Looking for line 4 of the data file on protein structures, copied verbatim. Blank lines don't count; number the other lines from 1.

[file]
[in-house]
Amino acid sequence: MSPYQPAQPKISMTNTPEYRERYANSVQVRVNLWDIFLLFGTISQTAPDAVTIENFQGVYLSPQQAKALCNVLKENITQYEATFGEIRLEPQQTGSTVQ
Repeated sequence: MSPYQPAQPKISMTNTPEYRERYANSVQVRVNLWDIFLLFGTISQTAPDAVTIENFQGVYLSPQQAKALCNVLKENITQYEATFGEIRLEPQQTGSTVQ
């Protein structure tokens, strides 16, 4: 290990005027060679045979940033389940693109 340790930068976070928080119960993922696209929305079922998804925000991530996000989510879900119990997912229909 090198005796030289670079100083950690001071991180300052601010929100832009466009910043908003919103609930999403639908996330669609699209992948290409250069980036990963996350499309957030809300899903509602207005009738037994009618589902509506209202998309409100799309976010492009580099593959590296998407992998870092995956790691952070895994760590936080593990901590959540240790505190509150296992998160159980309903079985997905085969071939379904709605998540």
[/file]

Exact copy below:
């Protein structure tokens, strides 16, 4: 290990005027060679045979940033389940693109 340790930068976070928080119960993922696209929305079922998804925000991530996000989510879900119990997912229909 090198005796030289670079100083950690001071991180300052601010929100832009466009910043908003919103609930999403639908996330669609699209992948290409250069980036990963996350499309957030809300899903509602207005009738037994009618589902509506209202998309409100799309976010492009580099593959590296998407992998870092995956790691952070895994760590936080593990901590959540240790505190509150296992998160159980309903079985997905085969071939379904709605998540």